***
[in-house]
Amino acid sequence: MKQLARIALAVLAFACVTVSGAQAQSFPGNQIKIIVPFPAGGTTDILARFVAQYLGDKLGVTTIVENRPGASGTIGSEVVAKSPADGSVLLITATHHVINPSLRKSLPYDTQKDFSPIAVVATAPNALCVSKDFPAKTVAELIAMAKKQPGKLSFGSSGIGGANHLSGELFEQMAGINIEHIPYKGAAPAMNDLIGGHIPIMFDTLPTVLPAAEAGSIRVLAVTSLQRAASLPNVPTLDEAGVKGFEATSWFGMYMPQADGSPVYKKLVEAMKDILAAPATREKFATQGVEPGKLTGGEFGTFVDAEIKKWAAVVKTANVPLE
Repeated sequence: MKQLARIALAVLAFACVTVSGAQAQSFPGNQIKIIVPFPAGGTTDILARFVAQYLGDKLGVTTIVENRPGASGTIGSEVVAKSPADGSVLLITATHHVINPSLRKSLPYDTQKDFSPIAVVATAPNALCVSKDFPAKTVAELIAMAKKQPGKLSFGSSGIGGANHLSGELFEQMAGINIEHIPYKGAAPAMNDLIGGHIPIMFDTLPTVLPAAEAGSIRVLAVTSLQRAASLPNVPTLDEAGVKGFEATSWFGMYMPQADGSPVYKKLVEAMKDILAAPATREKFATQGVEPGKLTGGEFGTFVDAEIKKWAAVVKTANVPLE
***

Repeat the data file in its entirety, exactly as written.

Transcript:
[in-house]
Amino acid sequence: MKQLARIALAVLAFACVTVSGAQAQSFPGNQIKIIVPFPAGGTTDILARFVAQYLGDKLGVTTIVENRPGASGTIGSEVVAKSPADGSVLLITATHHVINPSLRKSLPYDTQKDFSPIAVVATAPNALCVSKDFPAKTVAELIAMAKKQPGKLSFGSSGIGGANHLSGELFEQMAGINIEHIPYKGAAPAMNDLIGGHIPIMFDTLPTVLPAAEAGSIRVLAVTSLQRAASLPNVPTLDEAGVKGFEATSWFGMYMPQADGSPVYKKLVEAMKDILAAPATREKFATQGVEPGKLTGGEFGTFVDAEIKKWAAVVKTANVPLE
Repeated sequence: MKQLARIALAVLAFACVTVSGAQAQSFPGNQIKIIVPFPAGGTTDILARFVAQYLGDKLGVTTIVENRPGASGTIGSEVVAKSPADGSVLLITATHHVINPSLRKSLPYDTQKDFSPIAVVATAPNALCVSKDFPAKTVAELIAMAKKQPGKLSFGSSGIGGANHLSGELFEQMAGINIEHIPYKGAAPAMNDLIGGHIPIMFDTLPTVLPAAEAGSIRVLAVTSLQRAASLPNVPTLDEAGVKGFEATSWFGMYMPQADGSPVYKKLVEAMKDILAAPATREKFATQGVEPGKLTGGEFGTFVDAEIKKWAAVVKTANVPLE